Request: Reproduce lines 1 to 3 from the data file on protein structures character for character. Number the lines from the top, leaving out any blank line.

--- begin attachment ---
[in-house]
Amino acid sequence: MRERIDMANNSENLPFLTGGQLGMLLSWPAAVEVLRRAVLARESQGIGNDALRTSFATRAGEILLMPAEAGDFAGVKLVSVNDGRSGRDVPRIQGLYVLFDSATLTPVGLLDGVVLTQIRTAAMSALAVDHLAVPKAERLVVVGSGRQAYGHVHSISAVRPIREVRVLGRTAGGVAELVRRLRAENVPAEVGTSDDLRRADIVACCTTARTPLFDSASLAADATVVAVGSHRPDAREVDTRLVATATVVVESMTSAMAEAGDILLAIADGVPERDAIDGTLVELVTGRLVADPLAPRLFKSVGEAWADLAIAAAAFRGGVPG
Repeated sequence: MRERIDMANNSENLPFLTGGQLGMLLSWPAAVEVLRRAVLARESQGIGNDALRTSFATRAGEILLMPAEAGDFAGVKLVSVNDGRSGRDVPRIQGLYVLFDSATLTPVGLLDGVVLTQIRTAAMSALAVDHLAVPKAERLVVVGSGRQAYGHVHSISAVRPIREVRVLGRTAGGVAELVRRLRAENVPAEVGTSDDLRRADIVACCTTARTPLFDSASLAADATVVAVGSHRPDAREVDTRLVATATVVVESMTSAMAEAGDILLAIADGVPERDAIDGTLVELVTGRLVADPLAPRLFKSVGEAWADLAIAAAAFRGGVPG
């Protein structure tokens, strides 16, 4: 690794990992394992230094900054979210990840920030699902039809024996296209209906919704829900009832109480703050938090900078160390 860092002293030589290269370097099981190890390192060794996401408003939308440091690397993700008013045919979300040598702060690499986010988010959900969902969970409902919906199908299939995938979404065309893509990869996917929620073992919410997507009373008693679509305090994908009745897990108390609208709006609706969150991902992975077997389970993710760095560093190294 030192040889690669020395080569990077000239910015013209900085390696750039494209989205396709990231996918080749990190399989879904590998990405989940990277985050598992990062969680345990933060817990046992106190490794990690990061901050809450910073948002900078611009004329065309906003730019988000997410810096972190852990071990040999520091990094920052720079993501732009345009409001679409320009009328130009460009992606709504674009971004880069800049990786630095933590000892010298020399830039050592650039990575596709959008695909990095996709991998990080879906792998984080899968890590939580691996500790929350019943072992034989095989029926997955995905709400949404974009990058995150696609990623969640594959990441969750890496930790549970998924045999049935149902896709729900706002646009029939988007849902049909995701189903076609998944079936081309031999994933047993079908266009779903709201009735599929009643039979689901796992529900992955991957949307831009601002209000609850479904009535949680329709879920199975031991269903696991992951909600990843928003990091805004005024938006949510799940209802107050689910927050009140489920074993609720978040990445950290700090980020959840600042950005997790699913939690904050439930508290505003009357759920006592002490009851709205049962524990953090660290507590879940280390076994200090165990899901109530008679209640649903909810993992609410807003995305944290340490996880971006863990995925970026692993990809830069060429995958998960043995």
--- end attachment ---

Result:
[in-house]
Amino acid sequence: MRERIDMANNSENLPFLTGGQLGMLLSWPAAVEVLRRAVLARESQGIGNDALRTSFATRAGEILLMPAEAGDFAGVKLVSVNDGRSGRDVPRIQGLYVLFDSATLTPVGLLDGVVLTQIRTAAMSALAVDHLAVPKAERLVVVGSGRQAYGHVHSISAVRPIREVRVLGRTAGGVAELVRRLRAENVPAEVGTSDDLRRADIVACCTTARTPLFDSASLAADATVVAVGSHRPDAREVDTRLVATATVVVESMTSAMAEAGDILLAIADGVPERDAIDGTLVELVTGRLVADPLAPRLFKSVGEAWADLAIAAAAFRGGVPG
Repeated sequence: MRERIDMANNSENLPFLTGGQLGMLLSWPAAVEVLRRAVLARESQGIGNDALRTSFATRAGEILLMPAEAGDFAGVKLVSVNDGRSGRDVPRIQGLYVLFDSATLTPVGLLDGVVLTQIRTAAMSALAVDHLAVPKAERLVVVGSGRQAYGHVHSISAVRPIREVRVLGRTAGGVAELVRRLRAENVPAEVGTSDDLRRADIVACCTTARTPLFDSASLAADATVVAVGSHRPDAREVDTRLVATATVVVESMTSAMAEAGDILLAIADGVPERDAIDGTLVELVTGRLVADPLAPRLFKSVGEAWADLAIAAAAFRGGVPG